Georgetown and Fudan Students Search for Consensus on Global Governance
Growing trends of nationalism combined with strained resources and supply-chain issues from the COVID-19 pandemic have shaken trust between countries and hindered global cooperation. International institutions continue to grapple with our common issues in a constantly shifting political landscape. The traditional systems of global governance are being challenged and their effectiveness questioned.
Against this backdrop, the Georgetown University Initiative for U.S.-China Dialogue on Global Issues conducted a successful third season of the U.S.-China Student-to-Student Dialogue online. A group of 12 Georgetown undergraduate and graduate students joined a cohort from Fudan University for a series of dialogues during the month of April 2022. The students connected via Zoom to share short presentations and engage in small group discussions around the topics of global governance, people-to-people exchange, and the role of China and the United States in international institutions.
The students spent their first session discussing the broader issues facing international institutions, and how they are tackling the challenges of the day. Both sides acknowledged that change and improvement was necessary while accepting that their ideas of how to change effectively may be different, or even at odds.
“After engaging with the Fudan students about a number of pressing topics, I came to appreciate the vast differences between American and Chinese political thought, as well as the urgent necessity of attempting to bridge the divide as much as possible,” Phineas Donahue (SFS’23) said. “In particular, I noticed great disagreement over the proper place of rights and principles in international affairs. In my opinion, this was both the biggest area of ideological divergence as well the most important to manage properly.”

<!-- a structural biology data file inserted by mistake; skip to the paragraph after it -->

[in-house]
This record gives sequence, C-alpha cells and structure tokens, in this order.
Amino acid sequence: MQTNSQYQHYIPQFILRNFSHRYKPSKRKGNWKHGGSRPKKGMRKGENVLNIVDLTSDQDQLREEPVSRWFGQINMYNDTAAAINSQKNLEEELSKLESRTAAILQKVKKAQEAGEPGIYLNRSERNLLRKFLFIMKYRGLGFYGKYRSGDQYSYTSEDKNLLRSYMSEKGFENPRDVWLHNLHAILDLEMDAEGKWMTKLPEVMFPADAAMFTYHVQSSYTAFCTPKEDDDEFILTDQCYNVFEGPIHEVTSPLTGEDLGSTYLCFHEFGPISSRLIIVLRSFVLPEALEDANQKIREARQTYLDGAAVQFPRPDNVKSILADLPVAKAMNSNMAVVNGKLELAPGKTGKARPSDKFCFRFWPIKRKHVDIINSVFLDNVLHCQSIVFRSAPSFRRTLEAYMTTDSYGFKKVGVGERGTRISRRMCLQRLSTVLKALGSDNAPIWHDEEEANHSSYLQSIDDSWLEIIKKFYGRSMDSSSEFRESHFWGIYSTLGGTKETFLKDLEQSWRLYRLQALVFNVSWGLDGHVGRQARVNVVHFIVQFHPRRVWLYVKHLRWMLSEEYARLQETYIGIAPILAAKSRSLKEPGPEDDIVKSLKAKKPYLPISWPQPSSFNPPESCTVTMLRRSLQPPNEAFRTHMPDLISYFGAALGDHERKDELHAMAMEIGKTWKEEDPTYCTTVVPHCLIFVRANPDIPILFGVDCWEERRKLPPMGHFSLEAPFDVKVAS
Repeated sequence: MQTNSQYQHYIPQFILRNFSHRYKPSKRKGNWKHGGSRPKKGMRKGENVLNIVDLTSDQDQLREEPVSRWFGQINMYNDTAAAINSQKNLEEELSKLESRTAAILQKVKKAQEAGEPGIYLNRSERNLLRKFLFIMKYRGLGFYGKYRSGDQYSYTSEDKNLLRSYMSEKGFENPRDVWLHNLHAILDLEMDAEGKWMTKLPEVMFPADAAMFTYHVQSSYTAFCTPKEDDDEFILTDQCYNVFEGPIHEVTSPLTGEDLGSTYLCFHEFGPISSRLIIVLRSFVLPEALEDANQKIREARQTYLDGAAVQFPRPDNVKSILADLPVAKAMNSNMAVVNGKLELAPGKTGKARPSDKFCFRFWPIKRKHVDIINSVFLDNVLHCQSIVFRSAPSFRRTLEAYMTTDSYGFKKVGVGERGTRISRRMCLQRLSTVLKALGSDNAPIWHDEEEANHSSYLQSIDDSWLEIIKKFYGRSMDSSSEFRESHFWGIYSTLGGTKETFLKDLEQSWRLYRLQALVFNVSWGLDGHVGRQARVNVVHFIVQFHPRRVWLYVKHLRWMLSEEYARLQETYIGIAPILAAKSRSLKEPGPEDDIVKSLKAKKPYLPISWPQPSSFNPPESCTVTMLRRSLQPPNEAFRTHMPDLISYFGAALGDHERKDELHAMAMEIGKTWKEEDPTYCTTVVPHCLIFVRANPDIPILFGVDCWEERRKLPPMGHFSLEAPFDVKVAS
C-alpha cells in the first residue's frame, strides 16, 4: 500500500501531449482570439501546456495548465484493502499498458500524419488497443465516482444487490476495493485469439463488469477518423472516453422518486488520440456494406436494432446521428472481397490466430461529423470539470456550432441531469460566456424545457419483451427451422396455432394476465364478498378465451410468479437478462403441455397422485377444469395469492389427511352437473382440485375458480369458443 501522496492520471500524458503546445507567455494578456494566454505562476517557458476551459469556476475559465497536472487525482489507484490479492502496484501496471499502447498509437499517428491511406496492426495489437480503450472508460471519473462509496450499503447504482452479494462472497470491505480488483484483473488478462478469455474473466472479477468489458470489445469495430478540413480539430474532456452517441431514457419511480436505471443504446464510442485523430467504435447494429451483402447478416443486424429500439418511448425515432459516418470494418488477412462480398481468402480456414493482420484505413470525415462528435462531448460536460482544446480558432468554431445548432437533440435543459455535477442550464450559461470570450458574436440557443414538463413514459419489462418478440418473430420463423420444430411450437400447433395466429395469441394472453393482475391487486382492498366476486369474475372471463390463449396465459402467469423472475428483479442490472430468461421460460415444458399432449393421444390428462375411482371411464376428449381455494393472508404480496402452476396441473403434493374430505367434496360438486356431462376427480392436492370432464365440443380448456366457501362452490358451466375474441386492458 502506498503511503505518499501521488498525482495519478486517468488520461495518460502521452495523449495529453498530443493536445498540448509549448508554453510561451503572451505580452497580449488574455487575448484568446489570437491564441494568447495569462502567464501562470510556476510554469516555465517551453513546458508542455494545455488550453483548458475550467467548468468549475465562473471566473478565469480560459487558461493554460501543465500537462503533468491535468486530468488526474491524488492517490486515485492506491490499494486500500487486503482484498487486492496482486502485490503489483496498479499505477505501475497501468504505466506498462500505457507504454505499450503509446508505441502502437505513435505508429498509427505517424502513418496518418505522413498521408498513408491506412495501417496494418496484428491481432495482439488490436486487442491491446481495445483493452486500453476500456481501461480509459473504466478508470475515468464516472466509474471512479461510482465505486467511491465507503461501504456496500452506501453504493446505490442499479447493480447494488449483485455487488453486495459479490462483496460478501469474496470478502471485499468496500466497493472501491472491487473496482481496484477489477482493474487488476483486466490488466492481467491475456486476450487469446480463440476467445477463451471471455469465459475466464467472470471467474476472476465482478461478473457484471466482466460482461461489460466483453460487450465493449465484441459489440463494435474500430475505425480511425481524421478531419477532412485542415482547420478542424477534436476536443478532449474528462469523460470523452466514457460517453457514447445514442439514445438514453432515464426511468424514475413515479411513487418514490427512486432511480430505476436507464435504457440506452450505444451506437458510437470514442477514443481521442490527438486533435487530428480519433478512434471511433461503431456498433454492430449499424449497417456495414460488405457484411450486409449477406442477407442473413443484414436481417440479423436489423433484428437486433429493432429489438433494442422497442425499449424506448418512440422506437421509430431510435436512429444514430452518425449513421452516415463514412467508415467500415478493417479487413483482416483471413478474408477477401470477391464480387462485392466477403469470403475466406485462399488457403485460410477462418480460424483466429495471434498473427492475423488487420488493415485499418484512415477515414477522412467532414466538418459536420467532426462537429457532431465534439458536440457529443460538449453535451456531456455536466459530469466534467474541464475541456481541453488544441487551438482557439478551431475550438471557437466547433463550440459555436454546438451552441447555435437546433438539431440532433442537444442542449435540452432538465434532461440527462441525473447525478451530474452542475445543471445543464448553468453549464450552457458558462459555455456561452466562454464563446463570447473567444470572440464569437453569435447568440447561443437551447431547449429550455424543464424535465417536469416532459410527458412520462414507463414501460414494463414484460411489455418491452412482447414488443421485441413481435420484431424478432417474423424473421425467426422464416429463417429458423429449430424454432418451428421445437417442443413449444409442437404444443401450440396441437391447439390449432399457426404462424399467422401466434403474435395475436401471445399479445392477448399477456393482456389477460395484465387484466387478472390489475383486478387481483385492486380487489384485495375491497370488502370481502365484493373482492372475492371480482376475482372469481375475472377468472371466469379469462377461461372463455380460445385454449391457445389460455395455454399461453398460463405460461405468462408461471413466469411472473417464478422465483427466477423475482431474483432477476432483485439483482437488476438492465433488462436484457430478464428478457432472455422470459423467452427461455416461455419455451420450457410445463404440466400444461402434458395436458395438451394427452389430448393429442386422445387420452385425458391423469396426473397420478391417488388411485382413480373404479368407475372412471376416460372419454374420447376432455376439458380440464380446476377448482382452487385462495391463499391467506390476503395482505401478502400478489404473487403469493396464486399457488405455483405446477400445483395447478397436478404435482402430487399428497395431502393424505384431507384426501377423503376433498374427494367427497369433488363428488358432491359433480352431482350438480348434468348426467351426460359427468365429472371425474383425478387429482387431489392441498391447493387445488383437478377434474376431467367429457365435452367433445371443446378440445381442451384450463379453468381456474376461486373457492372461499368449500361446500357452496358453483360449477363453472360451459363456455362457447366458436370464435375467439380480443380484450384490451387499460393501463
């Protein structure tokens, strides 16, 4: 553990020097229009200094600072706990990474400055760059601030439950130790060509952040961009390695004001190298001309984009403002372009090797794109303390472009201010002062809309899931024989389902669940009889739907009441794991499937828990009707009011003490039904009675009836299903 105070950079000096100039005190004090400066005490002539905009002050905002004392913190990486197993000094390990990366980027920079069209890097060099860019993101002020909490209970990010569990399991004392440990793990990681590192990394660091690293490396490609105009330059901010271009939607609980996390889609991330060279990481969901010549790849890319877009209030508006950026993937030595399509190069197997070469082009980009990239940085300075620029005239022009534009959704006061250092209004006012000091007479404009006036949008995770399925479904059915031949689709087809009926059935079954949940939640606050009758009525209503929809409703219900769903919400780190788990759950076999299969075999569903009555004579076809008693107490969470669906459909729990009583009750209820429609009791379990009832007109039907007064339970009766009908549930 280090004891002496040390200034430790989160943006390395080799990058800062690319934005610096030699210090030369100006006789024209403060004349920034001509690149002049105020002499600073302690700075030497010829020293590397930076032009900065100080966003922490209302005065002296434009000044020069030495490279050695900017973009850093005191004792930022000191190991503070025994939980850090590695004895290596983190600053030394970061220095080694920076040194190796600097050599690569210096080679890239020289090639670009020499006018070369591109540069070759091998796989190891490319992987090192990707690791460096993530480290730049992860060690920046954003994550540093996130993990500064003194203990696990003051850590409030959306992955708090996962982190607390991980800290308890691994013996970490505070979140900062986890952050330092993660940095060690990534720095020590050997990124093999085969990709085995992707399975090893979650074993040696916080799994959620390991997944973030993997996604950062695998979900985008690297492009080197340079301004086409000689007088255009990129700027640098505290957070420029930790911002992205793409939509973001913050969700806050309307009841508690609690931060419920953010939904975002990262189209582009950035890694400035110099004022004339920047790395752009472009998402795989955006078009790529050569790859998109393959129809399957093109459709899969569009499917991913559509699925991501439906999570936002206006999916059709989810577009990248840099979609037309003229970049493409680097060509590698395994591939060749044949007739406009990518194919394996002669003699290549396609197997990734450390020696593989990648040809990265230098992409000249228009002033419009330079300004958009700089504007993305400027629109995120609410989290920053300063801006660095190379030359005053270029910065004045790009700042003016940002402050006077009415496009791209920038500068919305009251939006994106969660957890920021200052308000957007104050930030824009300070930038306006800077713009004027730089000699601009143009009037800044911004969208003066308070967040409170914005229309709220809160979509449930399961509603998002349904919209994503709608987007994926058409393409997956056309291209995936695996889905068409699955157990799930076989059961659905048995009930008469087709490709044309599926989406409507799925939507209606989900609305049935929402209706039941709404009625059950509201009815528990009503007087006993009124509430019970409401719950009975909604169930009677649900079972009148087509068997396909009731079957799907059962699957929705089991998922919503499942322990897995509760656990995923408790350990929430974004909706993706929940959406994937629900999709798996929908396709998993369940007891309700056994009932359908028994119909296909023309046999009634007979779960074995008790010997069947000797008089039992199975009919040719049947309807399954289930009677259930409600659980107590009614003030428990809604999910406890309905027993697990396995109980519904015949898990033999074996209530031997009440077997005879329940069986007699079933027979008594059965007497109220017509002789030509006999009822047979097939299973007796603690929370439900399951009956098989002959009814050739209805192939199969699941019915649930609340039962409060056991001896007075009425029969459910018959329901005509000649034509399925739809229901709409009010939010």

During the second session students looked at the historical successes of people-to-people exchange and discussed how opportunities to share culture can help build relationships and mitigate rivalry. For Sarah Hsieh (G’23), the session reinforced the value of personal interaction.
“The U.S.-China relationship is more than just textbooks, PowerPoints, or news and articles; it is the interaction of personal stories and experiences in each other's cultures. This exchange drew us together and allowed us to express our views on various global issues, from economics to humanitarian causes, to media influence and our understanding of democracy.”
The discussion also prompted students to ponder what the future of globalization will look like, and if there is room on the world stage for a variety of cultures and diverse voices. According to Hsieh,
Ultimately, we realized that mutual dialogue and appreciation of each civilization's cultural characteristics are essential.
Confronting Global Challenges
The final session was spent comparing and contrasting the different approaches that China and the United States take when confronting global challenges. They identified areas of confrontation and cooperation, and students shared their interpretations of policy on both sides. Ultimately, the students agreed that more exchange is needed across all levels of society, not just the elite or government level, in order to build better mutual understanding and find real solutions.
“In a time of heightened tensions when media often simplifies countries to be moralistic caricatures of national interests, it is important to have these close dialogues,” Aislin Salassi (G’24) shared. “They must be an ongoing process if they are to work, continuing even when compromises seemingly cannot be reached. Otherwise, we may forget that the other party in a negotiation, competition, or cooperative effort is human in nature.”
Looking to the Future
The U.S.-China relationship is facing three major challenges: power shifts, geopolitical rivalry, and urgent crises in global governance, among others. The hopeful efforts of the younger generation to build connections now can have a positive impact on decisions made in the future. Through the U.S.-China Student-to-Student Dialogue the initiative continues to provide opportunities for students to meet, exchange ideas, and build relationships they can carry on with them beyond graduation.